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  10. powermd

    Physician Lifetime Donor Verified Account 15+ Year Member

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    The reason is that medicine is very hard work, and in training, the rewards, personal, professional, and financial, are minimal. Medicine is very disillusioning once you begin clinical training. The professional and personal rewards are not what you thought they would be, and do not come often enough to balance the long hours, the tedious scut work, the humiliating assaults from people with more power than you, and the minimal or absent pay. It is only natural for those who are giving so much, and getting so little to say "hey, nothing I hoped for in my career is guaranteed, but pay is predictable- so at least I can make sure I get paid well for my work."

    It's not about Lambos, ski condos in Aspen, and trips to Bora Bora, although some people may hope to afford those things one day. The obsession with salary and lifestyle about finding a balance between work and life. Don't be so quick to judge people's motives. Some people may choose medicine for the wrong reasons, but plenty of people who chose it for 'noble' reasons are justly concerned about their return on investment.

    To answer your question above- if I had it do do over again, would I become a doctor if it meant I couldn't afford the lifestyle I want when I finish training?

    Knowing then what I know now about medicine? ABSOLUTELY NOT.
    I would not live a lifetime of sacrifice so that others can take advantage of my valuable hard work. I don't expect anyone else to either.
     
  11. Qafas

    Qafas Jarhead
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    What is the point of this line of questioning? Money is a huge consideration for most people in what career they pursue. And it is no different in medicine, nor should it be. I'm tired of people posing the question "would you rather make a lot of money in a field you don't like, or would you rather work in a field you like but get paid crap?" Why do those two parameters have to be presumed to be mutually exclusive?
    Most people are smart enough to figure out that if they don't like the field they are in they'll be unhappy, regardless of the amount of money they make. We don't need this juvenile idealism to come to that realization. Now, if I am torn between a few specialties that I like equally, why in the world wouldn't I take the lifestyle and pay into consideration when making a decision? Stop implying that getting into the highest paid specialty which I choose to get into will make me a horrible doctor by default because I considered the pay.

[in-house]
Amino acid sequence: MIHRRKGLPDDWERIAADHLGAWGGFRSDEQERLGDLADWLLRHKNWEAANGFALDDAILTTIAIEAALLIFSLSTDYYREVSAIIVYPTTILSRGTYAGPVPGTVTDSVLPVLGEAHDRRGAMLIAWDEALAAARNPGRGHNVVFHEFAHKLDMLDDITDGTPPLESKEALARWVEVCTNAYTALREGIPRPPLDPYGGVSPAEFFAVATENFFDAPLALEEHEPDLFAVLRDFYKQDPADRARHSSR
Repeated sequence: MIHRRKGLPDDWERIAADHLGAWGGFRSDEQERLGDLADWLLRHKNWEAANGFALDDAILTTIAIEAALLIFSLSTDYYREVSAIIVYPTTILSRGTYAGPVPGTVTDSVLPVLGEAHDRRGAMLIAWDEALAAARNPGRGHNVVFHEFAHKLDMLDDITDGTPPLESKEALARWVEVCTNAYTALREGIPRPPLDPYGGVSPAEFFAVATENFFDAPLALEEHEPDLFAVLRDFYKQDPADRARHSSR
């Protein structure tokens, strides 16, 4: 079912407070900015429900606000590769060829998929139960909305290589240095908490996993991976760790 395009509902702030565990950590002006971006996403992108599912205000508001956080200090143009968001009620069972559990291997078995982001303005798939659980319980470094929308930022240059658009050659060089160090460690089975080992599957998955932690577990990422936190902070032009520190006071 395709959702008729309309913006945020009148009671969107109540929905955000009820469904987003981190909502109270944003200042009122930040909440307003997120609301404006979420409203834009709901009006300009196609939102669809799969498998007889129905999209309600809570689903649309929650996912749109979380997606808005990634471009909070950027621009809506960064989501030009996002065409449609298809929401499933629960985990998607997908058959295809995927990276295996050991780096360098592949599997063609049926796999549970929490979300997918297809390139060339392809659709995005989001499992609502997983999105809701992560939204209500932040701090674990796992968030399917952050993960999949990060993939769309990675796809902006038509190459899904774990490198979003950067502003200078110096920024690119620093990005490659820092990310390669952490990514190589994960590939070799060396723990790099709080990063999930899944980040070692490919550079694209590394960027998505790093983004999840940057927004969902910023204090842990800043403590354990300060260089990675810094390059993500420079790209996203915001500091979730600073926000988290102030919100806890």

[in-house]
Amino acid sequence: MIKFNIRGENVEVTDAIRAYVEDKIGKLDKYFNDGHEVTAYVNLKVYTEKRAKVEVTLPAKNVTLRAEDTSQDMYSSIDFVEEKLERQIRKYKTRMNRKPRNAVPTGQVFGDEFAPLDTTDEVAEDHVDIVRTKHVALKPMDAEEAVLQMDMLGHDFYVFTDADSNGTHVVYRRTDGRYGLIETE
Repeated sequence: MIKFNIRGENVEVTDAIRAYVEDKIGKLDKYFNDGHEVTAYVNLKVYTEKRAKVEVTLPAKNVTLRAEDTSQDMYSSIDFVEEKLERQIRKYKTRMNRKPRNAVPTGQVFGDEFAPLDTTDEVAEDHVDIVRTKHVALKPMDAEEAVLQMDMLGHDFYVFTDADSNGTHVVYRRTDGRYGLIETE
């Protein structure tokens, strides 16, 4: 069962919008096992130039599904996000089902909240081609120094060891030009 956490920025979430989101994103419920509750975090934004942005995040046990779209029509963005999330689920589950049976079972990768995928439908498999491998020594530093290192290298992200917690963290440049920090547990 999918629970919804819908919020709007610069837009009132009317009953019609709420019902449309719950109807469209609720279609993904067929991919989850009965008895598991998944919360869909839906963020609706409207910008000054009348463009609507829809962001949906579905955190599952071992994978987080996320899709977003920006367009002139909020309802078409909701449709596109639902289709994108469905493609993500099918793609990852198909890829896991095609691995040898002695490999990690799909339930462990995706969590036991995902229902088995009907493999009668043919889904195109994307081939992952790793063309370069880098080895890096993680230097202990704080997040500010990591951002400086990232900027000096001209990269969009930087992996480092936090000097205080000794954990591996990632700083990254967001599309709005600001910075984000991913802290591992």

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  12. Astrocyte

    Astrocyte Member
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    I think the OP's points are well countered. I just want to add that the reason people talk about money here is that this is a forum for exchange of info about issues important to posters. I think even the OP would agree that money is an important issue. I don't agree with the OP that people don't talk about what they like about the specialty as much as they talk about money. Even if that's the case, it might be that people don't tend to discuss as much about 'why do you like your specialty?' because the answers to this question are more complicated and personal, and perhaps are found in doing rather than talking. Therefore, it might falsely appear that people here are excessively interested in financial compensation in specialties.
     
  13. Gastrapathy

    Gastrapathy no longer apathetic
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    What is a chief resident in Gastroenterology/Hepatology? Food for thought indeed.
     
  14. sdnetrocks

    sdnetrocks Senior Member
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    Agree with above. sbf, I call BS on you.

    There is no such thing as a "chief resident in gastroenterology/hepatology". While that sounds fancy, any third year student or higher knows such a rank doesn't exist.

    But since I'm kind, for your future lying, you could be:

    -chief medical resident (pgy 4)
    -gastroenterology fellow (pgy 4-6 or 5-7)
    -hepatology fellow (pgy 7 or pgy 8)

    ;)
     
  15. OP
    OP
    sbf

    sbf New Member

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    Who said I was in America?????????
     
  16. sdnetrocks

    sdnetrocks Senior Member
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    My apologies.

    Based on your previous post about ERCP and your clearly not-American spelling of "hyperbilirubinaemia", I take back my attack and am now actually quite comfortable that you are who you say you are.

    Now, given that, I suppose you must be either in Canada, UK, Australia, or New Zealand. My basic understanding - and I may be wrong on this - is that the health system in these counties is nationalized, and therefore physicians just get a salary from the government.

    If I am accurate so far, do specialists (like gastroenterologists / hepatologists) make more money than generalists? And if so, is the difference in salaries as great as in the US (where a FP makes $150k while a urologist can make $350+ and a neurosurgeon easily makes over $500k)?